Gardening with kids

I am the first to admit that I am not in the least bit green fingered. In the last ten years of marriage the furthest I ventured out into the garden was sitting on the decking with a drink in hand, on a hot summer’s day. This is much to the disappointment of my husband who has constantly badgered me to take an interest in the development of our garden. But try as I might, when he would talk to me about the amazing growth of his Cosmos, my eyes would glaze over with boredom.

However, when we were miraculously blessed with a warm spring day this year I ventured outside, and to my surprise, I found myself quite enjoying the feeling of accomplishment gardening gives. My young children joined me, and it made such a change from the indoors. I looked into the benefits of gardening with children and found a whole host of them. Aside from releasing the feel-good hormone, serotonin, it teaches children patience, responsibility and gives them the pleasure of watching their hard work grow. For adults and children alike, it is said to build strength, relieve stress and improve confidence. It also teaches children, in an interactive way, environmental awareness and the nature of the food chain.

It was a great bonding activity that we could all do together and something that kept my toddler busy as well as my older son. This spring we decided that we will focus on our garden together and it led me to look for a little advice on how best to do this.

Make it fun

Most kids love a craft project. And you can inject all sorts of craft into gardening. It does not have to cost much, and you can usually utilise materials that you already have in your house. Fairy gardens are very popular with children. First find your container. Containers can be anything from a flowerpot to a wheelbarrow. Fill with potting soil, pebbles, twigs, glass marbles or anything that gives it an earthy feel. Pick suitable plants and props such as little toadstools, fairies and miniature doors. The great thing about these are they are hugely adaptable. Go with a prehistoric theme for dinosaur lovers or a beach theme for those that are happiest at the seaside. Pinterest has hundreds of craft ideas for those that want to add an extra element of fun to gardening.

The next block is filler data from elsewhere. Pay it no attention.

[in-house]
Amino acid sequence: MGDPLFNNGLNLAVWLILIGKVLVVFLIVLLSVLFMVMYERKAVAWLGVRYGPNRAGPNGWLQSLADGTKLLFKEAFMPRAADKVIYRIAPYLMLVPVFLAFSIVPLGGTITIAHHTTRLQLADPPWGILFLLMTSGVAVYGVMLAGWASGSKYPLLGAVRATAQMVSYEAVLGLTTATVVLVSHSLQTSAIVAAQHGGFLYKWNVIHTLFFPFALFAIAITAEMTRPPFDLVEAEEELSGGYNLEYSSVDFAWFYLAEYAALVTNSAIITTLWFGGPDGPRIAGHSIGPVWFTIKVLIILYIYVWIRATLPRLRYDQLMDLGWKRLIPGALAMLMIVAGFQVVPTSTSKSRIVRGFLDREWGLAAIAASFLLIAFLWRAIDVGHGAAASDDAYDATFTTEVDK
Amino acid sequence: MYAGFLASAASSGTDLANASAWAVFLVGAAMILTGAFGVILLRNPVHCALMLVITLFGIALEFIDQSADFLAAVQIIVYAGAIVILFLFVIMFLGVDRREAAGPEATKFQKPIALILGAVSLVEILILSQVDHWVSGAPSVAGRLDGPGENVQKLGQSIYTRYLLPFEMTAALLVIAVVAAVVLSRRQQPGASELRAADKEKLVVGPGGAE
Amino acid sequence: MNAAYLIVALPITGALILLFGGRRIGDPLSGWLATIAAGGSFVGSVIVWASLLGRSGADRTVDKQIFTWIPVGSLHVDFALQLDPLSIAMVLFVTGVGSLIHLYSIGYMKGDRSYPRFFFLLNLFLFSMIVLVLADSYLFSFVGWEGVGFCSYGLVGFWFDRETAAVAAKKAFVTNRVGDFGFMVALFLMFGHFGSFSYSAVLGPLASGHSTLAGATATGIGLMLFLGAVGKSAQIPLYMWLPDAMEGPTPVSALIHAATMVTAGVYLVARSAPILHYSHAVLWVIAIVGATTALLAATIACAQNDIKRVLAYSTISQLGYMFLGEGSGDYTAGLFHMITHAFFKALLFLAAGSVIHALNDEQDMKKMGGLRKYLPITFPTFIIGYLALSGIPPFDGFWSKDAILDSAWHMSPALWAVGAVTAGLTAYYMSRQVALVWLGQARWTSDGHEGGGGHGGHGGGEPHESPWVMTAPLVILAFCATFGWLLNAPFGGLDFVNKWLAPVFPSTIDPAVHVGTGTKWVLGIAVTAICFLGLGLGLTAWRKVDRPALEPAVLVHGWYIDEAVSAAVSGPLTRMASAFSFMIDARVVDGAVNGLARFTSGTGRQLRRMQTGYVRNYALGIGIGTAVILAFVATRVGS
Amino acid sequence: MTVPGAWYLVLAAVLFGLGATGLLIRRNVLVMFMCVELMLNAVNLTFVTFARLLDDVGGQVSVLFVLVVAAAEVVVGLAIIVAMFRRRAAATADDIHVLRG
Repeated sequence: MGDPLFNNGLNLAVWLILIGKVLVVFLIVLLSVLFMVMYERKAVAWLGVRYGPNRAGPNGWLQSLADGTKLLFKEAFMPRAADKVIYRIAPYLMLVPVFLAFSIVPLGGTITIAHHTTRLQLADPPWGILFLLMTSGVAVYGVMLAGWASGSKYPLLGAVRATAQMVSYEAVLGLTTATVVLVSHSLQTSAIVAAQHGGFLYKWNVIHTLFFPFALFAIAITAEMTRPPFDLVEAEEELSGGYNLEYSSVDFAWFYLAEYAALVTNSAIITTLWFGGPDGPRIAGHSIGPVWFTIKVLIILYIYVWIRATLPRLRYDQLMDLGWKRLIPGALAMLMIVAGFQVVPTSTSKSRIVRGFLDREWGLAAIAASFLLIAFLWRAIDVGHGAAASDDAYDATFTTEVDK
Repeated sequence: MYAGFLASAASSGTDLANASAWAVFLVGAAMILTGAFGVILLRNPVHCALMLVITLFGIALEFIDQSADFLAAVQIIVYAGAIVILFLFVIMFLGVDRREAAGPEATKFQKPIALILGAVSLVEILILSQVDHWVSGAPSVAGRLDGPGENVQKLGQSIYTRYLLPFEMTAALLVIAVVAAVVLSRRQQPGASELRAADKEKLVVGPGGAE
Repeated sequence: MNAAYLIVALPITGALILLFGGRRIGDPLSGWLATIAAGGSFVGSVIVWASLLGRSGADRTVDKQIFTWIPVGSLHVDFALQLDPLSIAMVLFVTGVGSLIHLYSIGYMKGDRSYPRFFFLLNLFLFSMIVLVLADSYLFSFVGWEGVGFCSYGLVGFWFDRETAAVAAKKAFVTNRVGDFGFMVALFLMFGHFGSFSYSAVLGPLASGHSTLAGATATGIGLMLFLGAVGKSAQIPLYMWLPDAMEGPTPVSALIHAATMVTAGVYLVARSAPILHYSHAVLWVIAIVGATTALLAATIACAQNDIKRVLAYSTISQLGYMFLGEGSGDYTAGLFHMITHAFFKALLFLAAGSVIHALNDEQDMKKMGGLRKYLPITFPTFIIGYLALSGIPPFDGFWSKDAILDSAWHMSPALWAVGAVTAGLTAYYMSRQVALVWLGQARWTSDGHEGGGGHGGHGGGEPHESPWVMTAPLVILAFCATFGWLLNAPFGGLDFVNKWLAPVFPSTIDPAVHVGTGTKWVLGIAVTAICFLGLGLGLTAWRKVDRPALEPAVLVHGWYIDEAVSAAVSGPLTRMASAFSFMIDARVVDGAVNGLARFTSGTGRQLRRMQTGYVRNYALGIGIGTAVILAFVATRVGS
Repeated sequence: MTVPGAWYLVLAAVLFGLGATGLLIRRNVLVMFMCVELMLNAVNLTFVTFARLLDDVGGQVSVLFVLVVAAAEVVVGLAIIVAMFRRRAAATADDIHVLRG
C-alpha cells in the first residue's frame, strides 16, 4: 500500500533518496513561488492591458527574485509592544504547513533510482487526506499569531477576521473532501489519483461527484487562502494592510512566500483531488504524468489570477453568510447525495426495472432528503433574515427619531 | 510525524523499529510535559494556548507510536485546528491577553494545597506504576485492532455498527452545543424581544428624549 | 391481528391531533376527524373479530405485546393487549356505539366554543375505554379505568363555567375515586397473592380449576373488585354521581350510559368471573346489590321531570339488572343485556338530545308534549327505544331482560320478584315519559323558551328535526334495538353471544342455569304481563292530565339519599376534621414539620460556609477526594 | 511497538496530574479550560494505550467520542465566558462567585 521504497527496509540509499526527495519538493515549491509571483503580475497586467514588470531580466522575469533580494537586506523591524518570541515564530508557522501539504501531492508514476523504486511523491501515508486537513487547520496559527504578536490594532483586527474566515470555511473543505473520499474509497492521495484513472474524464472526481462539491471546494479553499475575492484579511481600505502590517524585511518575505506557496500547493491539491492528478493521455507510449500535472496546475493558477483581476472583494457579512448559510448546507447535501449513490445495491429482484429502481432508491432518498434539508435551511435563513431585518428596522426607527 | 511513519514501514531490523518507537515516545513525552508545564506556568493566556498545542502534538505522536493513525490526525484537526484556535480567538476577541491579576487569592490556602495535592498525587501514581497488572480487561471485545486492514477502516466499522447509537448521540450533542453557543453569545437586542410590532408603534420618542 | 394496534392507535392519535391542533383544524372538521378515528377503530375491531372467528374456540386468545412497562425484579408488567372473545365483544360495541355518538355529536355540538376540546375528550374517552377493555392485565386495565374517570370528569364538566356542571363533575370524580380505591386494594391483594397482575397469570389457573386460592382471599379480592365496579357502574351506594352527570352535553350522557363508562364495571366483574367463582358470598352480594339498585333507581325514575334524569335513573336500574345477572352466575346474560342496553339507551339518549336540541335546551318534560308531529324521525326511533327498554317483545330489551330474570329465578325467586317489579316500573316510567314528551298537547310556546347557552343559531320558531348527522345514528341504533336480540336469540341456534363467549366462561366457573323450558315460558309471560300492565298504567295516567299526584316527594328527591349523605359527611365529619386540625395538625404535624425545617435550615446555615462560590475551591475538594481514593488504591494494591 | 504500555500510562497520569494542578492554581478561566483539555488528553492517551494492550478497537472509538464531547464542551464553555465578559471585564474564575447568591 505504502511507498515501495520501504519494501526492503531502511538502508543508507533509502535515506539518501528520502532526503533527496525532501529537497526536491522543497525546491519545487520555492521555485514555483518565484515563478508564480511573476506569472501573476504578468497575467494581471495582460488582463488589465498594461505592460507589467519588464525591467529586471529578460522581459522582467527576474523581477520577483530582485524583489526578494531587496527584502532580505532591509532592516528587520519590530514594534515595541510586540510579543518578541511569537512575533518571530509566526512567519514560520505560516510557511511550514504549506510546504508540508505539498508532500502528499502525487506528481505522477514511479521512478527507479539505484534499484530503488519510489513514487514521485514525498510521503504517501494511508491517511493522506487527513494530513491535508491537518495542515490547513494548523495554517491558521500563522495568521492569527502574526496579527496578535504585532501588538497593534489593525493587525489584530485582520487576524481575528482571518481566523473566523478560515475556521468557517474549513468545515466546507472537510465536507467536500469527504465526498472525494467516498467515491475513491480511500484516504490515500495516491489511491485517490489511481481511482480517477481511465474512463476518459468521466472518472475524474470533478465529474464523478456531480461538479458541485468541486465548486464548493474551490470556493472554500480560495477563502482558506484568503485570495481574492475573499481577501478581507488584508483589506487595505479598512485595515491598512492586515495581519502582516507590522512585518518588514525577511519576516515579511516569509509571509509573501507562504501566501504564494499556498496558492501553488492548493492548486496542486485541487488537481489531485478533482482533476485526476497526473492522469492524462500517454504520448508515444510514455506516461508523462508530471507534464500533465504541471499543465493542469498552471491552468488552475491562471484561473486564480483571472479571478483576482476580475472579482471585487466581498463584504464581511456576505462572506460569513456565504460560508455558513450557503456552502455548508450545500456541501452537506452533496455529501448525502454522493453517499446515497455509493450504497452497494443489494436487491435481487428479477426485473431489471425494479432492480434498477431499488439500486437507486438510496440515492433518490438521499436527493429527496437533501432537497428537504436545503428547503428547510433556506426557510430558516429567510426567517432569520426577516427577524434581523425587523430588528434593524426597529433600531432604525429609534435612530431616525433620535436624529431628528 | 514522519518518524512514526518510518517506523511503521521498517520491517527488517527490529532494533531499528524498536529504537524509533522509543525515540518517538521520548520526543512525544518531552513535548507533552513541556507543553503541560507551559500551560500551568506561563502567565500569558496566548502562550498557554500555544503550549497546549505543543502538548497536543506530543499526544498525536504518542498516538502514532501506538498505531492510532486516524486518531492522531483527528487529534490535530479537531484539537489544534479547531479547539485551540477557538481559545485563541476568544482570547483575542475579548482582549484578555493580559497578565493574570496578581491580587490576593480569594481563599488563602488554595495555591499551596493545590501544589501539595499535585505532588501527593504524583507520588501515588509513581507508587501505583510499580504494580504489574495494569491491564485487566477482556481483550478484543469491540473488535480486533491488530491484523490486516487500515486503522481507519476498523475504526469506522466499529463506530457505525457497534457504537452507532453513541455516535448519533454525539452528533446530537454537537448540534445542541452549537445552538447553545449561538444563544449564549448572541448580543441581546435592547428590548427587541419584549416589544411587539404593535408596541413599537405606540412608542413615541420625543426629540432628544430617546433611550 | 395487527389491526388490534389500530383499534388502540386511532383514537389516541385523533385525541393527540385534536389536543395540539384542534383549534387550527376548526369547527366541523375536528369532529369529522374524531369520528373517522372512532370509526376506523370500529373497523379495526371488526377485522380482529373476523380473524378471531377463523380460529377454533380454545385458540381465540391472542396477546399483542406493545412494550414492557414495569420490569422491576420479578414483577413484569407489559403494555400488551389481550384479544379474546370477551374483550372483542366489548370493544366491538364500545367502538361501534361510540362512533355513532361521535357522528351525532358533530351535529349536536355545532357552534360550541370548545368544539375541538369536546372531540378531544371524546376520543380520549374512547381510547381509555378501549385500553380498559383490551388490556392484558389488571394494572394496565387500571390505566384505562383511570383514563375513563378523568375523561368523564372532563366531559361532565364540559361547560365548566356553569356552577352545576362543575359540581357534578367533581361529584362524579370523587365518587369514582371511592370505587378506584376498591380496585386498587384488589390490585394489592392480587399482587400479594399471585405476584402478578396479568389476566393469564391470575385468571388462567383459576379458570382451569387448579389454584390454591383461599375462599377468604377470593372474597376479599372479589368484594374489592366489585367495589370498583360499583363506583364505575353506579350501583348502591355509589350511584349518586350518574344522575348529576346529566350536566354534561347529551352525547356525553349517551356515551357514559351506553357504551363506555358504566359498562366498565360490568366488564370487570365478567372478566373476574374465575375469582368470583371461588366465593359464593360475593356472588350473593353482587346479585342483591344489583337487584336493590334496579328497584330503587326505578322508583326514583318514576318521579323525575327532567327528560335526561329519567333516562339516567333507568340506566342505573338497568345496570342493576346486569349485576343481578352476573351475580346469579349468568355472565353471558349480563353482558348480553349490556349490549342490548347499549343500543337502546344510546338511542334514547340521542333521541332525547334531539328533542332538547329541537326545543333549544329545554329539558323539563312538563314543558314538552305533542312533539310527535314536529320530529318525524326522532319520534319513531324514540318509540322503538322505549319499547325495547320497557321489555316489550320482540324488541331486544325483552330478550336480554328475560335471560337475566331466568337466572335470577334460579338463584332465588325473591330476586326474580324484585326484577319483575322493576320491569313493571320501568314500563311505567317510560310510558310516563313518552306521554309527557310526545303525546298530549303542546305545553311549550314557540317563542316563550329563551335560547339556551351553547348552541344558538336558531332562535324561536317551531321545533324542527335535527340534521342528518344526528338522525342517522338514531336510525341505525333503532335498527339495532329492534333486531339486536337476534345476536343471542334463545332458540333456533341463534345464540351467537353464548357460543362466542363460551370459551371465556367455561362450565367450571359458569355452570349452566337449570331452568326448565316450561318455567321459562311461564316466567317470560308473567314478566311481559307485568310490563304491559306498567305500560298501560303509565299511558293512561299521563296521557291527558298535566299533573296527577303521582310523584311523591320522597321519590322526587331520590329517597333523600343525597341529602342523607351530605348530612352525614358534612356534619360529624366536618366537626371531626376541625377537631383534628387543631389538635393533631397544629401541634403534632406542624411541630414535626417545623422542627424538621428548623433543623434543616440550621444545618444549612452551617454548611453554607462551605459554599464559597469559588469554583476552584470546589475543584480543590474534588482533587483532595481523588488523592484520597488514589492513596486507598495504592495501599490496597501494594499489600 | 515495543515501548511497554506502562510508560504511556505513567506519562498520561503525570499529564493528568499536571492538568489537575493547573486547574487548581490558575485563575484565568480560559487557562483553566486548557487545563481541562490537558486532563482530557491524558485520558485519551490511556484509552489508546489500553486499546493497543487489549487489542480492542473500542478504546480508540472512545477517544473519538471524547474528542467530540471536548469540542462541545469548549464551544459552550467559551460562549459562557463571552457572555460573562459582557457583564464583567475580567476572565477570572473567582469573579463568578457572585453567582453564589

What to Grow

Decide on some easy to look after, plants and vegetables to begin with. Just ensure that you are growing them in the right season. Gardening experts recommend plants such as Primrose, Forget-me-not and Lavender for children.  Sowing seeds like tomatoes, runner beans and strawberries are easy to plant and maintain. Regular watering, a well-drained soil and sunlight are almost all these plants need. The added bonus of growing vegetables is that you can eat your hard work at the end. Who knows, it might even encourage a reluctant fruit or veggie eater?

Bug Hotels are also a fantastic creation for those insect lovers. Using bamboo canes, moss, dry grass, sand and other materials, you can create your own bug paradise in your garden and children will love seeing what has taken up residence.

What to plant and when?

As seasons change, so do the right plants and vegetables. This is a very simple guide at what is best to grow in different seasons:

  • Winter – Raspberries, Broad Beans, Onions, Beetroot, Peas, Cosmos (indoor)
  • Spring – Tomatoes, Potatoes, Cucumber, Nasturtium, Marigolds
  • Summer – Runner Beans, Lettuce, Sunflowers, Fuchsias
  • Autumn- Spinach, Carrots, Sweet Peas

As we enter the warmer months gardening can be a great way of getting children outdoors and discovering a new passion as a family. Full of benefits and a fantastic bonding experience for all ages, I think I may just be a convert!

Karen Olney

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